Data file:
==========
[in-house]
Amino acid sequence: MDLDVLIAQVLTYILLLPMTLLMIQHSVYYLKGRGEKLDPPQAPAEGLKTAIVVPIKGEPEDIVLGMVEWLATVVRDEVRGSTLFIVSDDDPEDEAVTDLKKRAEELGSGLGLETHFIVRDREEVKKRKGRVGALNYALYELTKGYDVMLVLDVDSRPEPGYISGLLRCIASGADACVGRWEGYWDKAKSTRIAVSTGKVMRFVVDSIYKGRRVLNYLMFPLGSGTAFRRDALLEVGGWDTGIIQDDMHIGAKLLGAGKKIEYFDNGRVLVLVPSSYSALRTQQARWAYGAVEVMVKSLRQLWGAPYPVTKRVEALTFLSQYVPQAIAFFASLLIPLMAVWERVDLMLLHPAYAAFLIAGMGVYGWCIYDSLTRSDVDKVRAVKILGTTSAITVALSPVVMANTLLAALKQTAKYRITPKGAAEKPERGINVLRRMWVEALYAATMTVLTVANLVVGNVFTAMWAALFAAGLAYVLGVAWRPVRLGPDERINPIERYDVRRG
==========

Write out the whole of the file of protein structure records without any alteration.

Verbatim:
[in-house]
Amino acid sequence: MDLDVLIAQVLTYILLLPMTLLMIQHSVYYLKGRGEKLDPPQAPAEGLKTAIVVPIKGEPEDIVLGMVEWLATVVRDEVRGSTLFIVSDDDPEDEAVTDLKKRAEELGSGLGLETHFIVRDREEVKKRKGRVGALNYALYELTKGYDVMLVLDVDSRPEPGYISGLLRCIASGADACVGRWEGYWDKAKSTRIAVSTGKVMRFVVDSIYKGRRVLNYLMFPLGSGTAFRRDALLEVGGWDTGIIQDDMHIGAKLLGAGKKIEYFDNGRVLVLVPSSYSALRTQQARWAYGAVEVMVKSLRQLWGAPYPVTKRVEALTFLSQYVPQAIAFFASLLIPLMAVWERVDLMLLHPAYAAFLIAGMGVYGWCIYDSLTRSDVDKVRAVKILGTTSAITVALSPVVMANTLLAALKQTAKYRITPKGAAEKPERGINVLRRMWVEALYAATMTVLTVANLVVGNVFTAMWAALFAAGLAYVLGVAWRPVRLGPDERINPIERYDVRRG